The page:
Pneumonia Pneumonia is an infection of the lungs, characterised by inflammation of the lung parenchyma and production of fluid in the alveoli.   It is technically a type of bronchitis (infection of the bronchi). The highest incidence of pneumonia is during infancy. This gradually decline with age, before rising again in older age groups. In ½ of cases, no causatory organism is identified  
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over 5 years ago
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Laryngeal and Tracheal Infection

Laryngeal and tracheal infection Although sometimes referred to as synonymous as ‘Croup’ there can be many causes, croup just being the most common. It can be a very serious acute situation, as inflammation can rapidly block the upper airway.   The main features of this are: Stridor – (inspiratory wheeze) – rasping sound  
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over 5 years ago
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Upper Respiratory Tract Infections

Upper Respiratory Tract Infections These account for up to 80% of all RTI’s in children. They can involve the ears, nose, throat and sinuses. They are rarely serious and will not often require hospitalisation. They can become an issue when: A very young child has an RTI that causes a severely ‘blocked nose’ as this can affect feeding. This may result in hospitalisation. There are associated febrile convulsions The RTI causes an exacerbation of asthma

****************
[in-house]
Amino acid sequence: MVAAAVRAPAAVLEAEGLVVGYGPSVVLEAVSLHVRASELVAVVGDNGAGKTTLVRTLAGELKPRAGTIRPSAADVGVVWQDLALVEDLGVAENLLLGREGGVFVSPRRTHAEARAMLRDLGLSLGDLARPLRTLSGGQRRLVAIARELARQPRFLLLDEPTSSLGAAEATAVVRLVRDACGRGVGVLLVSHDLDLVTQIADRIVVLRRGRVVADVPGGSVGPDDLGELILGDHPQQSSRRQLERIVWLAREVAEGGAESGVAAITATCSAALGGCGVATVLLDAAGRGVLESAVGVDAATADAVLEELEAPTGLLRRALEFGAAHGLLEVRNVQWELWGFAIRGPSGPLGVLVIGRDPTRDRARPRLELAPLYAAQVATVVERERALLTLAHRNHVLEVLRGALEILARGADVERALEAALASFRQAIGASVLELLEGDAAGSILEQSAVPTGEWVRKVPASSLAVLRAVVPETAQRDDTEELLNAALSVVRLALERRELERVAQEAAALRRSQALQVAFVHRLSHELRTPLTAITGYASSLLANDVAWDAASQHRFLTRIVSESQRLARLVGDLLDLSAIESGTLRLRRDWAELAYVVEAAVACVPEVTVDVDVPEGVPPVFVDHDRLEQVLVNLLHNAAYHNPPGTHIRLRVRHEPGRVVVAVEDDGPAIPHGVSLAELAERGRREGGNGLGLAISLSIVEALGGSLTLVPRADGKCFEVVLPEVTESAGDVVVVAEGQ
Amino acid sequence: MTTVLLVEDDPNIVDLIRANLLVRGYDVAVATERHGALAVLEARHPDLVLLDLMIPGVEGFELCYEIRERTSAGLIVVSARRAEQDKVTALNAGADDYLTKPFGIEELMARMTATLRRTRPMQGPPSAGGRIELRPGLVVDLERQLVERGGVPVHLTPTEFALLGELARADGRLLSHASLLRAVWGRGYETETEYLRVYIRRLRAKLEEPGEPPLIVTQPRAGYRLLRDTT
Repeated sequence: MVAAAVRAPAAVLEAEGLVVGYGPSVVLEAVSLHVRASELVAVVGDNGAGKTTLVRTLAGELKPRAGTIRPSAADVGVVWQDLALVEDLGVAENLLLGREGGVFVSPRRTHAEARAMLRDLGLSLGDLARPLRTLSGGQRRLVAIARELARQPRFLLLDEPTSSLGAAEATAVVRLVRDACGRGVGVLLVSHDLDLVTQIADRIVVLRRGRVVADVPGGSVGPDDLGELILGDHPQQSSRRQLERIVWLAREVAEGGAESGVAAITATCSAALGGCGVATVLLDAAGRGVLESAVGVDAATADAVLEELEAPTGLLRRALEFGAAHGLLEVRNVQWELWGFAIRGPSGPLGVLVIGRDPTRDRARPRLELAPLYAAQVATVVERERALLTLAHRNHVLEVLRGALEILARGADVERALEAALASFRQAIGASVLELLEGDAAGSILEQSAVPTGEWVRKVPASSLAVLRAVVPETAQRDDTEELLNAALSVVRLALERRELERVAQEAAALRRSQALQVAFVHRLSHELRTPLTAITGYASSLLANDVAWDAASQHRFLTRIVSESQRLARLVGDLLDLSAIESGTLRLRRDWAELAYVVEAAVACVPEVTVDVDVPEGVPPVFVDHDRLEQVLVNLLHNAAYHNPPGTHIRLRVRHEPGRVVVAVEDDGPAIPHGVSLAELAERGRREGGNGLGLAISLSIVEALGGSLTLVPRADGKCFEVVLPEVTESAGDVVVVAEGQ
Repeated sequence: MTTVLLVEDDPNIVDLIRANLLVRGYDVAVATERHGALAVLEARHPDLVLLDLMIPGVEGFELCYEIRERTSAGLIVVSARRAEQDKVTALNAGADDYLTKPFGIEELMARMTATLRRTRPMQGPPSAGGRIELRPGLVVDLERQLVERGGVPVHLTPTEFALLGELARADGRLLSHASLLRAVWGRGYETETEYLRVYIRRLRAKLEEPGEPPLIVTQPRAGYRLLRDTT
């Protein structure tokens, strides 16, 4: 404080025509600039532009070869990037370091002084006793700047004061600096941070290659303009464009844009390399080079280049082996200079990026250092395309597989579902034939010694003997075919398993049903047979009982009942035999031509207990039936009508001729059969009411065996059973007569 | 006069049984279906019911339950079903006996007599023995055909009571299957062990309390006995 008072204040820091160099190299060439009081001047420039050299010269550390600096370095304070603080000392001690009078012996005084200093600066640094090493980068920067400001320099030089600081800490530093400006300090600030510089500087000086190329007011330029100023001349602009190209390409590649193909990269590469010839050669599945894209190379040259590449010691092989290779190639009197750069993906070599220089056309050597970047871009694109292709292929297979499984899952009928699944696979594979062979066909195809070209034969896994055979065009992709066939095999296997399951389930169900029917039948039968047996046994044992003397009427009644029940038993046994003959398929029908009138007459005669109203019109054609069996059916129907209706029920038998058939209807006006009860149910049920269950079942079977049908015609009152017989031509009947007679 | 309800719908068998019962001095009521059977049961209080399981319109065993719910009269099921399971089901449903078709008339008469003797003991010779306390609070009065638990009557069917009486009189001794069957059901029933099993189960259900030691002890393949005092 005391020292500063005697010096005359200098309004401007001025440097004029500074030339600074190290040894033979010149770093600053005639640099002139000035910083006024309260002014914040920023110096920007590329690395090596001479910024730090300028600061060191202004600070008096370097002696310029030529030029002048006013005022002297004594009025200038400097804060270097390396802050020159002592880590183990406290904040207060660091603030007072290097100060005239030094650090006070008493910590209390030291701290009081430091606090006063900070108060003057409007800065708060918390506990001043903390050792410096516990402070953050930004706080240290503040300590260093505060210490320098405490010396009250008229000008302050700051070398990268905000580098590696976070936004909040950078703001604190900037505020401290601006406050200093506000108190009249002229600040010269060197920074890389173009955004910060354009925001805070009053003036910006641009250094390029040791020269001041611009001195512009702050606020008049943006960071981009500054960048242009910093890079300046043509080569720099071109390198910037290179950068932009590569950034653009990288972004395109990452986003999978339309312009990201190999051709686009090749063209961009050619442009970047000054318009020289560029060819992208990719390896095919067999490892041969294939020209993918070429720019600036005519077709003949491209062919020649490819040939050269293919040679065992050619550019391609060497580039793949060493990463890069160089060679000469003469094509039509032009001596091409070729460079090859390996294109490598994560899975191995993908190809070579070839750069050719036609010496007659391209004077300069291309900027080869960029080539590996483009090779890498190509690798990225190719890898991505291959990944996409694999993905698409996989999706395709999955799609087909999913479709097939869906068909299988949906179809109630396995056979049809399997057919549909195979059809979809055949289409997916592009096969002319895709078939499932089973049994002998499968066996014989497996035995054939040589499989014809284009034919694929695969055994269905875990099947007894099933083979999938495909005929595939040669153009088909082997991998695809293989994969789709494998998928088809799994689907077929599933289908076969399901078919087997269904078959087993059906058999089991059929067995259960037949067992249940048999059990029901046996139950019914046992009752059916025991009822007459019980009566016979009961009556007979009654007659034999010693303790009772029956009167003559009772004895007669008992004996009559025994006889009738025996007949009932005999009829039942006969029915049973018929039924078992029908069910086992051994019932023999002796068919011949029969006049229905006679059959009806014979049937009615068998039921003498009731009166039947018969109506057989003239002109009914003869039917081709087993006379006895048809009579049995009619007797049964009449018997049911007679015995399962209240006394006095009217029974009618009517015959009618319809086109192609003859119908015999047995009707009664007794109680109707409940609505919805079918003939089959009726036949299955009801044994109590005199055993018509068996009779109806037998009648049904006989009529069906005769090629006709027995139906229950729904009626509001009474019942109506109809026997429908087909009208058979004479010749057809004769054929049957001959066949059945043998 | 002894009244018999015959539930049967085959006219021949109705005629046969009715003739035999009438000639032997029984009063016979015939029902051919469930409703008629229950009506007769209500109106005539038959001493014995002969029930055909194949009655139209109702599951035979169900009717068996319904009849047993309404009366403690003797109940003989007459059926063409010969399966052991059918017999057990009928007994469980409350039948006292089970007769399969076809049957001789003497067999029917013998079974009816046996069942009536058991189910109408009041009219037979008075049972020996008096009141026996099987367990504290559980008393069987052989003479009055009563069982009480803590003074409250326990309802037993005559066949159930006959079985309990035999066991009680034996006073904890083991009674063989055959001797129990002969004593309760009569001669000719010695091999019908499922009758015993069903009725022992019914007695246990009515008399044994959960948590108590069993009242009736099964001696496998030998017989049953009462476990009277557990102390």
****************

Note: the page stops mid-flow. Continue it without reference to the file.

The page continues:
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over 5 years ago
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Giardiasis

Organism Giardia lamblia Flagellate protozoan – lives in duodenum or jejunum. Incubation= 7days-3months   Transmission Faecal-oral/ from pets or birds (humans are main reservoir of infection)   Typically from drinking water contaminated with giardia cysts (killed by boiling but NOT chlorination)   Epidemiology Prevalence approx. 20-30% in developing countries  
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over 5 years ago
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Hepatitis type D, E, F G

• Detected in some HBV infections.;The antigen is found within certain HBsAg particles. • In blood, HDV (delta agent) contains delta-Ag (HDAg) surrounded by an…  
SlideShare
over 5 years ago
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Ordering and interpreting hepatitis B serology

The authors explore how doctors in primary care can identify, investigate, and refer patients with hepatitis B infection  
bmj.com
over 5 years ago
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Ordering and interpreting hepatitis B serology

The authors explore how doctors in primary care can identify, investigate, and refer patients with hepatitis B infection  
bmj.com
over 5 years ago